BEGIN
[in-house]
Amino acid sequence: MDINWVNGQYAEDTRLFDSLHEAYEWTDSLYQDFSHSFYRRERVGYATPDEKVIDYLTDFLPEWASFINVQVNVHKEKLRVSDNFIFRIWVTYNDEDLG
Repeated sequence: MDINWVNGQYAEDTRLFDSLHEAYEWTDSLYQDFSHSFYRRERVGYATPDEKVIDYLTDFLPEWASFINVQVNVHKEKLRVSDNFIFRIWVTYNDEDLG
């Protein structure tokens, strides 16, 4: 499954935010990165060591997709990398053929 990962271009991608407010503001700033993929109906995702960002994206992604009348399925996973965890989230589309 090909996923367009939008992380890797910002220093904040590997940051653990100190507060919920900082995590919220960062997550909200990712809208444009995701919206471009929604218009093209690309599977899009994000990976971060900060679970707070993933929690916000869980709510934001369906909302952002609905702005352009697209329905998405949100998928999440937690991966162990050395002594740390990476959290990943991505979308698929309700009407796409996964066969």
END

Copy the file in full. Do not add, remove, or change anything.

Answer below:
[in-house]
Amino acid sequence: MDINWVNGQYAEDTRLFDSLHEAYEWTDSLYQDFSHSFYRRERVGYATPDEKVIDYLTDFLPEWASFINVQVNVHKEKLRVSDNFIFRIWVTYNDEDLG
Repeated sequence: MDINWVNGQYAEDTRLFDSLHEAYEWTDSLYQDFSHSFYRRERVGYATPDEKVIDYLTDFLPEWASFINVQVNVHKEKLRVSDNFIFRIWVTYNDEDLG
């Protein structure tokens, strides 16, 4: 499954935010990165060591997709990398053929 990962271009991608407010503001700033993929109906995702960002994206992604009348399925996973965890989230589309 090909996923367009939008992380890797910002220093904040590997940051653990100190507060919920900082995590919220960062997550909200990712809208444009995701919206471009929604218009093209690309599977899009994000990976971060900060679970707070993933929690916000869980709510934001369906909302952002609905702005352009697209329905998405949100998928999440937690991966162990050395002594740390990476959290990943991505979308698929309700009407796409996964066969």